Editor's Note: For National Public Health Week, the Tacoma-Pierce County Health Department is sharing stories of their work with community partners invested in the health of Pierce County. Here's STD Surveillance Specialist Shannon Parker's story.
My public health story began three years ago when I started as a summer intern for the Communicable Disease Division. I moved into a health education position and eventually became a Communicable Disease Surveillance Specialist, sometimes known as a Disease Investigation Specialist or Disease Investigator. Our team of nine people has a combined total of over 100 years experience in STD/HIV services!
Our team does the behind the scenes work when it comes to tracking and helping prevent the spread of sexually transmitted diseases in Pierce County. We are often out at community events providing education and testing to the public, offering walk-in HIV testing at our clinic, and following recent diagnoses. When patients are diagnosed with an infection like Chlamydia or Gonorrhea, the Health Department is notified by the medical provider so we can work their case. “Working the case” means we track each person down to ensure they and their sex partners get treated. It is our goal to intervene in the spread of disease and make sure that everyone who has been exposed gets treatment. To give you a feel for disease investigation, I’m going to walk you through a recent case I worked. For confidentiality purposes, let’s call this client Jane Doe.
Monday morning, I received Jane’s case report on my desk. According to her physician’s notes Jane is a 15 year old, diagnosed with Chlamydia, showing no signs or symptoms of the infection, and is neither aware of her infection nor has she received her medication. The case report includes her demographic and contact information.
I first try to reach Jane by phone, but my call is met by a recorded message: “At the subscriber’s request, this phone does not accept incoming calls. Goodbye.” Great. Next I write a letter (a real, paper and ink letter, that is) encouraging her to call me about “a very important health matter” although I know it is unlikely that she will respond to snail-mail.Chlamydia in Pierce County by the numbers 4,161 (# of Chlamydia cases in 2011) 2,576 (# of partner interviews in 2011) 2,132 (# of partner treatments provided in 2011
While her phone might not accept calls, I bet she has a Facebook account connected to her phone. Our team has accounts set up through numerous popular social networking sites so we can contact people who have been reported to us. With just a few quick searches, I’m able to find Jane Doe and learn a little more about her.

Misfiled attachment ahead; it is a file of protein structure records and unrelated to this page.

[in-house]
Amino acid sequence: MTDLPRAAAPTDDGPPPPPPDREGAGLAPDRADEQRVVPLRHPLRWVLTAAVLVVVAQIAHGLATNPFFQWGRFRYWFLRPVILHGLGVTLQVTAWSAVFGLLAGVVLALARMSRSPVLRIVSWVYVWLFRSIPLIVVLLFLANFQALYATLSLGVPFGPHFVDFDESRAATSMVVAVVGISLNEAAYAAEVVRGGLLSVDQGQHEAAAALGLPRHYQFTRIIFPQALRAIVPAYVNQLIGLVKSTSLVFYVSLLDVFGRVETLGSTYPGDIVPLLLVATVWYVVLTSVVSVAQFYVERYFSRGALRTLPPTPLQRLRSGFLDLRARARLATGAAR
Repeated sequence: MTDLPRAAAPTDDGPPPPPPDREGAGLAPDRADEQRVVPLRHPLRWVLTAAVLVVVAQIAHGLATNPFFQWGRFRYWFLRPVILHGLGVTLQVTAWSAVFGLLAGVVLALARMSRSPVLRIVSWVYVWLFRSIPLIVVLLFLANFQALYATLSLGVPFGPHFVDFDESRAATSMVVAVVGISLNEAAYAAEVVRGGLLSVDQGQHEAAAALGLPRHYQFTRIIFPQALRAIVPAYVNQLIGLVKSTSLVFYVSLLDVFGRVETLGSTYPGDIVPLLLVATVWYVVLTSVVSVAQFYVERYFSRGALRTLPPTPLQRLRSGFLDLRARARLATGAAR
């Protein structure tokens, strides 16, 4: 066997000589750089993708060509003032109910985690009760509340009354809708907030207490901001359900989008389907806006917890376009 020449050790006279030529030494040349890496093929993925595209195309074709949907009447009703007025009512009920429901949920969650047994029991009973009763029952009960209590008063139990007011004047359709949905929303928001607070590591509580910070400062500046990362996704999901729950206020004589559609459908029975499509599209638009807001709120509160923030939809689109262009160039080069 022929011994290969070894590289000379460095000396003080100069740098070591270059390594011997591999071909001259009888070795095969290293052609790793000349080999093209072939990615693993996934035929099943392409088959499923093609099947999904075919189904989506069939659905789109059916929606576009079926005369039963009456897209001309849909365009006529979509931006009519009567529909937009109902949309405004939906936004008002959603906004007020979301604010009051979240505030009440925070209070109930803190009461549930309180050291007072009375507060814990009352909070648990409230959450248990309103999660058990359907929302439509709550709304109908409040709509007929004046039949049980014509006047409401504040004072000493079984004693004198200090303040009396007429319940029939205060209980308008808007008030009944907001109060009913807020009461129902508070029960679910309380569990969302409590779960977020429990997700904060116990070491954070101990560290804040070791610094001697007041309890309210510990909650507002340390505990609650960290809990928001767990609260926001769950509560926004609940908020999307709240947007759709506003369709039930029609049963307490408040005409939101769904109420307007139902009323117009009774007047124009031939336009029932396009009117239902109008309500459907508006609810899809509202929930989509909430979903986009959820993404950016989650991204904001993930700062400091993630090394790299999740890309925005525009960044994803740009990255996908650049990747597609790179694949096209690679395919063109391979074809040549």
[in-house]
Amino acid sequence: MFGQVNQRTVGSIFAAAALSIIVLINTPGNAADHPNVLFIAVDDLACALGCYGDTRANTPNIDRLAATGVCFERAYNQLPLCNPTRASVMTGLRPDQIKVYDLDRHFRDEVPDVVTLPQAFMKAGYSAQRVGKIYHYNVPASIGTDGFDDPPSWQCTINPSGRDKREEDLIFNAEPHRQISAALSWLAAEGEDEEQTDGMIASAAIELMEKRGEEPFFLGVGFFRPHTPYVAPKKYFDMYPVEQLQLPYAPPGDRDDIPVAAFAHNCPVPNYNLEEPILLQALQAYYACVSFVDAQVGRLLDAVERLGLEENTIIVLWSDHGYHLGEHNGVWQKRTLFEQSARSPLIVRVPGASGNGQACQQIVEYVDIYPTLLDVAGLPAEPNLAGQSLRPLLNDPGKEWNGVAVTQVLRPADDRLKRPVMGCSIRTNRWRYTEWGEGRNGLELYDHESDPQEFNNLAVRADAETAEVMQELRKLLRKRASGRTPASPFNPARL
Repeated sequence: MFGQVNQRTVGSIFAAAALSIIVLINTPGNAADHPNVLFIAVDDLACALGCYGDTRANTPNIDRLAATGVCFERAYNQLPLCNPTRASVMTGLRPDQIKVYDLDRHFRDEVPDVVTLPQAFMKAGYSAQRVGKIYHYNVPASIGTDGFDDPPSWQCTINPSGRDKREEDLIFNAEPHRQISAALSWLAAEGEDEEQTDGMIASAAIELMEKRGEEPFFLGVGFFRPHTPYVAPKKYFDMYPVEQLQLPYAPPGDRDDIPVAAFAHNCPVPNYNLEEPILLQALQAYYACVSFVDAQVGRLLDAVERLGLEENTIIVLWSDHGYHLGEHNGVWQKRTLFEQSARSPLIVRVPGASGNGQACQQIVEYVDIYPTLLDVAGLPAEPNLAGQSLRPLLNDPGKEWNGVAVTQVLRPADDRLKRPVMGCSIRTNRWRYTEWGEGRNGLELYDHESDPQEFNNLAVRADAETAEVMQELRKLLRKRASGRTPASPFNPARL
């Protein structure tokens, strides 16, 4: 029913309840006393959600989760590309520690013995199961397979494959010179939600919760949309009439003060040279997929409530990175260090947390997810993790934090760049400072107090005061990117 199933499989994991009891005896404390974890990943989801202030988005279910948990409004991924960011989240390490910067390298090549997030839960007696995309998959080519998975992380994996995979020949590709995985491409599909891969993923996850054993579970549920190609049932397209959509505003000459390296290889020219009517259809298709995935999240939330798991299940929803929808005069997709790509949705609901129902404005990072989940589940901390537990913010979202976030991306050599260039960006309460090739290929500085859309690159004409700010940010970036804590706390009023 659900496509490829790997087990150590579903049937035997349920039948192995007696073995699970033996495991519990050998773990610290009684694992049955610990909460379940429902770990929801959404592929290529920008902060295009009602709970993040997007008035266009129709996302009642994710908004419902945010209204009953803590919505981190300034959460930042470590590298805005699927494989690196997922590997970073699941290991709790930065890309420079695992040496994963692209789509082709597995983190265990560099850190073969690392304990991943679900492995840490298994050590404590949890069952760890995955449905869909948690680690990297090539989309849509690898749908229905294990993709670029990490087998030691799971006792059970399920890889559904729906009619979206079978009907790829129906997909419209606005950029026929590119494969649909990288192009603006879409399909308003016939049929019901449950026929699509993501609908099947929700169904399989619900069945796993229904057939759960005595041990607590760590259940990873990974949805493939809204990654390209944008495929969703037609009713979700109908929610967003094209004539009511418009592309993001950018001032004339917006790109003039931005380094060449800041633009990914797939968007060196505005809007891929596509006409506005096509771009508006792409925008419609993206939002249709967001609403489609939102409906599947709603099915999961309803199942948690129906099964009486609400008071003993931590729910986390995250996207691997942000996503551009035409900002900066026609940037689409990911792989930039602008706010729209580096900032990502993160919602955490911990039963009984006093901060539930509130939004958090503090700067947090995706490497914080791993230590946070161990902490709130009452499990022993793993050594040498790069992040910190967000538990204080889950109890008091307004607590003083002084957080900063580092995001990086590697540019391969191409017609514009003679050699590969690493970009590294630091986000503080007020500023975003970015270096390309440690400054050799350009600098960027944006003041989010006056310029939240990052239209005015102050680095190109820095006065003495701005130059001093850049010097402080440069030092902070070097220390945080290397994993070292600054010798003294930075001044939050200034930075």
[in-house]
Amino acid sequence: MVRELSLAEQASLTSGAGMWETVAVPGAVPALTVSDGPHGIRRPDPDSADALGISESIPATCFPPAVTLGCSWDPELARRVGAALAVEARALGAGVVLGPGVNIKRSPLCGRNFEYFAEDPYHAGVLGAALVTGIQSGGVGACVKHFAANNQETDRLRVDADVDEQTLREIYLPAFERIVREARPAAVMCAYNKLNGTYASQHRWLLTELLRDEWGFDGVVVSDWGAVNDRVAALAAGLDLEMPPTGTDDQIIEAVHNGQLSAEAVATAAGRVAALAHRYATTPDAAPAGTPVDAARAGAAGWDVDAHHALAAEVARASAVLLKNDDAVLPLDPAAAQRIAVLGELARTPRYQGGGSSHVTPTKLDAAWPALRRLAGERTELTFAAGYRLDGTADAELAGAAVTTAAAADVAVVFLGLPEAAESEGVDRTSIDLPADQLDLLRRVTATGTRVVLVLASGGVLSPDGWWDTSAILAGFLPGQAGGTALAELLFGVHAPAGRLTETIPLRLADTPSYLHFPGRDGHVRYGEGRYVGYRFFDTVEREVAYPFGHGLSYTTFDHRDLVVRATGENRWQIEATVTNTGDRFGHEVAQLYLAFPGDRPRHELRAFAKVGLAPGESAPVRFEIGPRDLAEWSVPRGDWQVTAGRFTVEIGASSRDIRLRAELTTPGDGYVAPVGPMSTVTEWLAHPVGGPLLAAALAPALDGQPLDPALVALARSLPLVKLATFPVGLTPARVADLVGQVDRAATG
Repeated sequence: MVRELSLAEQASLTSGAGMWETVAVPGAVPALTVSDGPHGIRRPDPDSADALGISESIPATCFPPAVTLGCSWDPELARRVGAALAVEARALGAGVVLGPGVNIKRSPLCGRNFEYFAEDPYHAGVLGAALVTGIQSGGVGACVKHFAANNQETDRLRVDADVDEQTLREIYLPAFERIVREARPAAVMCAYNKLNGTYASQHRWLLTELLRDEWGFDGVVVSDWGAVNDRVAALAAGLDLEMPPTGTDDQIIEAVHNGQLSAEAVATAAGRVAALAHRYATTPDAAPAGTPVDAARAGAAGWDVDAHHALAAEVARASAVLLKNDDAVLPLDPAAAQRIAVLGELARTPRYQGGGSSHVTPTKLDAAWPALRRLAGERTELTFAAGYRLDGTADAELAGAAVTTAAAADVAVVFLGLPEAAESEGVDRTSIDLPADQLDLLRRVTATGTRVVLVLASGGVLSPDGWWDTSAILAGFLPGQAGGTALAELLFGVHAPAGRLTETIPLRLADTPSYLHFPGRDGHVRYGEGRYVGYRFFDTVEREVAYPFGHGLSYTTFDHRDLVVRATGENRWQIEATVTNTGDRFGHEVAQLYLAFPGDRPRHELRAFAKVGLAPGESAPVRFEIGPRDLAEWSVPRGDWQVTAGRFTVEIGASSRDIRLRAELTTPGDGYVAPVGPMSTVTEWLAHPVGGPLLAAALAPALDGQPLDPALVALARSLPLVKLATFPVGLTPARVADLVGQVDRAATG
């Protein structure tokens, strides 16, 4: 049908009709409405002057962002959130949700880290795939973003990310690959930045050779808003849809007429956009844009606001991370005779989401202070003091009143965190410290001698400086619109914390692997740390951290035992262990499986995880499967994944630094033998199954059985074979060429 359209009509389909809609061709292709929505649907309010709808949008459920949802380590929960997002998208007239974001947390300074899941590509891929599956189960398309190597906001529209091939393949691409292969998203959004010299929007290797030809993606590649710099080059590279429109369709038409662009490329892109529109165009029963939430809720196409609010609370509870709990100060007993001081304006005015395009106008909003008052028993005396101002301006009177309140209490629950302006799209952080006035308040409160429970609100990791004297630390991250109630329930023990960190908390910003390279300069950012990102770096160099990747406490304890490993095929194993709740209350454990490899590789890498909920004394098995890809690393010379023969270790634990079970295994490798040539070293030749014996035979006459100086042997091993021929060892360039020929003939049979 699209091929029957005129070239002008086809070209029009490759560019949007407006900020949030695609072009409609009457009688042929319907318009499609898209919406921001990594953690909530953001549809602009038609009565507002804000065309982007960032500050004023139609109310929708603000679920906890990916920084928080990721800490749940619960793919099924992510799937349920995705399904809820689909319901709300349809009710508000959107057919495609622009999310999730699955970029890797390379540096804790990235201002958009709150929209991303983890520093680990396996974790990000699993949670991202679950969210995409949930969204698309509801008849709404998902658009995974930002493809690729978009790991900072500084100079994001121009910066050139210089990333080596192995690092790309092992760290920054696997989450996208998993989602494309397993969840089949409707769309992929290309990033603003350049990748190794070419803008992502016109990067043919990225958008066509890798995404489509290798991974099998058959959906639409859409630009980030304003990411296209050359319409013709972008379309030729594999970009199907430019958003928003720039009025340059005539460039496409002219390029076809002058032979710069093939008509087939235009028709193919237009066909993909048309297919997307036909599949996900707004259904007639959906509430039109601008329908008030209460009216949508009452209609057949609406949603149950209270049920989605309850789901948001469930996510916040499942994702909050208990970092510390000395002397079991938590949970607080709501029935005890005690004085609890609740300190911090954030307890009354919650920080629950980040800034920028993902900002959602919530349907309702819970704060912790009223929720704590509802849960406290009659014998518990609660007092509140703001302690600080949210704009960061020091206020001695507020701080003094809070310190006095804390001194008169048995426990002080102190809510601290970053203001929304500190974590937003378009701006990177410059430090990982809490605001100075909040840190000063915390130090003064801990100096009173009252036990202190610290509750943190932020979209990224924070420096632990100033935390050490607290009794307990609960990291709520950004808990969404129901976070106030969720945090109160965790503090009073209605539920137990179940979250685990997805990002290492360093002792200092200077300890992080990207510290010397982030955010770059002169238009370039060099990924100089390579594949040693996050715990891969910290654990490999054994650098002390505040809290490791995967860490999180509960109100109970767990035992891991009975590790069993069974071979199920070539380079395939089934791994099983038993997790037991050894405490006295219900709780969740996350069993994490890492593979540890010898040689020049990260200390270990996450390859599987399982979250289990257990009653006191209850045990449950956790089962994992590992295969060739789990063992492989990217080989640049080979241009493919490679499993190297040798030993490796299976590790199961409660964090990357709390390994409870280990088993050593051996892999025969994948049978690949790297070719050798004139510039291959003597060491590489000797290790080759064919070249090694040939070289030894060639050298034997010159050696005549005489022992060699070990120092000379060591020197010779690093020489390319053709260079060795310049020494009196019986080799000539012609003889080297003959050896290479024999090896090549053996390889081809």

Jane’s Facebook profile is open, and I’m able to see that she is a student at a local high school, plays a few sports, is in a relationship with Partner X, and can’t wait to go see the final Harry Potter. I send her a private message through Facebook, letting her know I need to speak with her about a very important confidential matter and that she needs to call me ASAP. Ten minutes later, Jane calls.
I make sure I’m talking to the right person and ensure she’s in a safe place to talk confidentially. I let her know that I’m from the Health Department, and this is a follow up about the appointment she recently had at ABC Clinic. I tell her that she was diagnosed with Chlamydia. Jane is immediately upset; she had no idea! I am able to console her and calm her down. We discuss the infection, how it is spread and cured, and the types of complications that can arise if she and her partners don’t get treated.
Carefully, I segue into asking about her partners and how to best get in contact with them. She lets me know that she’s only been dating Partner X for the last week, but before him was another boy, Partner Y. Since she has only had sex with these two partners in the last three months, they both need to be treated for the Chlamydia infection. I let Jane know that we can do it one of two ways; she can notify the partners and give them medications for free, or I can notify them and leave her out of it. Jane wants to tell the guys herself. She said she’s going to do for them what she hopes someone would do for her if the situation was reversed.
We pick a participating pharmacy within walking distance of her house since she does not have her license yet, and I fax over three prescriptions for her to pick up free of charge for Jane Doe, Partner X, and Partner Y. I let her know that I will still be following up with both Partner X and Y to make sure they got their medication and answer questions they may have. I finish by stressing the importance of retesting in three months and getting an HIV test. She and I set up an HIV testing appointment for Thursday after school.
Jane is one simple example the type of work we do, but she’s an easy example. We routinely have clients that refuse to give out partner information, hang up on us, or refuse to believe that their infection came from anywhere but the toilet at the gym, etc. At any given moment, each disease investigator on my team is tasked with working about 70 cases. We’re part detective, counselor, mentor, and salesperson. We are often a shoulder to lean on during the most challenging moments of people’s lives. We go above and beyond to stop the spread of infections by meeting clients wherever or whenever to get them medication. We are disease investigators. We are public health.